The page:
Phytocannabinoids, neuroprotection and the blood-brain barrier

Stone, Nicole (2021) Phytocannabinoids, neuroprotection and the blood-brain barrier. PhD thesis, University of Nottingham.

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Abstract

The blood brain barrier (BBB) is central to the neurovascular unit (NVU) where it creates a semi-permeable barrier between neuronal tissue and the vascular networks that feed the brain. In neurodegenerative conditions and ischaemic stroke, the BBB becomes compromised and as a result its permeability increases. This not only exacerbates neuronal damage at the site of injury but also causes unwanted extravasation of peripheral immune cells into the brain, fuelling the overactivation of the immune response. Endocannabinoids and phytocannabinoids have both displayed neuroprotective effects, attenuating damage in a range of models including Parkinson’s, Huntington’s, amyloid lateral sclerosis and ischaemic stroke. The current study aimed to investigate the neuroprotective properties of emerging phytocannabinoids; specifically focusing on the BBB and NVU in the context of ischaemic stroke pathophysiology.

A four-cell blood brain barrier model was constructed consisting of; human brain microvascular endothelial cells (HBMECs), astrocytes, pericytes and neurons. Cells were cultured on collagen coated transwell inserts and permeability was assessed using transepithelial resistance (TEER). A systematic review was conducted to examine work on the neuroprotective properties of minor phytocannabinoids, aside from cannabidiol (CBD) and delta 9-tetrahydrocannabinol (Δ9-THC). Following on from this, in vitro experiments were conducted using minor phytocannabinoids with the most neuroprotective potential; cannabidivarin (CBDV), cannabigerol (CBG) and cannabidiolic acid (CBDA). Inserts or monocultures (four cell model and pericyte, HBMECs and neuronal monolayers) were subjected to either a 4 h oxygen-glucose deprivation (OGD) protocol or an 8 h OGD (astrocyte monocultures), to model ischaemic stroke in vitro. Media was analysed for various chemokines and cytokines using enzyme-linked immunoassays or multiplex assays.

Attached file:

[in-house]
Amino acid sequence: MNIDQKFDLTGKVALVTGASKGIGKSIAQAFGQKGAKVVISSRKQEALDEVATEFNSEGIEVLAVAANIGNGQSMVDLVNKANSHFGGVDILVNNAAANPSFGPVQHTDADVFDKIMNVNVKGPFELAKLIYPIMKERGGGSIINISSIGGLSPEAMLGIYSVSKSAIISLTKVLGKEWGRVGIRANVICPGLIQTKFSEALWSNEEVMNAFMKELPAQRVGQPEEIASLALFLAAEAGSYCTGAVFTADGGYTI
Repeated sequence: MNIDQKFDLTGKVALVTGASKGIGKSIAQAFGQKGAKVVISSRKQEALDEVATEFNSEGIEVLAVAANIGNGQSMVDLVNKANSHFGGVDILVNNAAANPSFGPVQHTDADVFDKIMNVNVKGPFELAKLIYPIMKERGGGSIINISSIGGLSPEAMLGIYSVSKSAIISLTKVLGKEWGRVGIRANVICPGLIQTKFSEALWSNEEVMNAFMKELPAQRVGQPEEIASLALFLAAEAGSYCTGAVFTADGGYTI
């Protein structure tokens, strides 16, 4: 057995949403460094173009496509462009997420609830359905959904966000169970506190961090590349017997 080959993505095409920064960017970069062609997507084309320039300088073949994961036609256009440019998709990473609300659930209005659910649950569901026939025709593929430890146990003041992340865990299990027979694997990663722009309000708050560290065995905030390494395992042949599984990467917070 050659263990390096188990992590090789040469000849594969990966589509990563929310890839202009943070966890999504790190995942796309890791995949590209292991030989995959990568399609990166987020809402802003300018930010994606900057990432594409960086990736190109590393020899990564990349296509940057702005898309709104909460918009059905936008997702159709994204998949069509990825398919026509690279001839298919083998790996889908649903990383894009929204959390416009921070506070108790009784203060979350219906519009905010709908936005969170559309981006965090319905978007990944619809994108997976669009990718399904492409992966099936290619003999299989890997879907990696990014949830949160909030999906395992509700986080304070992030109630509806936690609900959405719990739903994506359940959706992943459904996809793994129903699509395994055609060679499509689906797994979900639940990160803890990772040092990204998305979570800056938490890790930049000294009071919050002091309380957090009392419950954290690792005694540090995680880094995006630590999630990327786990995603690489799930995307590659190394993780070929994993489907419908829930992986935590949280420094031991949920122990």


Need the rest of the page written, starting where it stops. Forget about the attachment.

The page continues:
From the systematic review, emerging phytocannabinoids cannabidivarin (CBDV) and cannabigerol (CBG) were found to display efficacy in various neurogenerative conditions and of the limited available mechanistic data, were found to mediate some of their effects through peroxisome proliferator-activated receptor gamma (PPARy). Data showed CBDV (300 nM-10 µM) attenuated MCP-1 levels in HBMEC monolayers, as well as reducing IL-6 (30 nM, 1 µM and 10 µM; p<0.05) and VEGF (10 nM- 10 µM; p<0.01) levels in astrocyte monocultures post OGD. CBG (10 nM-3 µM; p<0.0001) also reduced levels of IL-6 secreted by astrocytes and decreased levels of DNA damage response proteins including Chk1, Chk2, H2A.X and p53 post OGD. Neither CBG, nor CBDV reduced levels of IL-6, VEG or IL-8 in pericytes compared to the vehicle control post OGD. Cannabidiolic acid (CBDA) was also investigated and was found to decrease IL-6 in pericyte monocultures which was mediated, at least in part, by 5-HT1A activation. In a four-cell model of the BBB, CBDA offset increases in permeability vs the vehicle control and offered direct protection to neurons, as shown by a lack of propidium iodide (PI) staining in CBDA treated cells, indicating live cells are present.

Data presented in this thesis show minor phytocannabinoids CBDV, CBG and CBDA provide protection against OGD mediated damage, with CBDA also offering protection against increases in permeability of the BBB post OGD. These novel data warrant further investigation into the neuroprotective properties of phytocannabinoids, particularly in ischaemic stroke.

Item Type: Thesis (University of Nottingham only) (PhD)
Supervisors: O'Sullivan, Saoirse
England, Timothy
Keywords: Phytocannabinoids; Cannabinoinds; Blood-brain barrier
Subjects: W Medicine and related subjects (NLM Classification) > WL Nervous system
Faculties/Schools: UK Campuses > Faculty of Medicine and Health Sciences > School of Medicine
Item ID: 65309
Depositing User: Stone, Nicole
Date Deposited: 04 Aug 2021 04:41
Last Modified: 04 Aug 2021 04:41
URI: http://eprints.nottingham.ac.uk/id/eprint/65309

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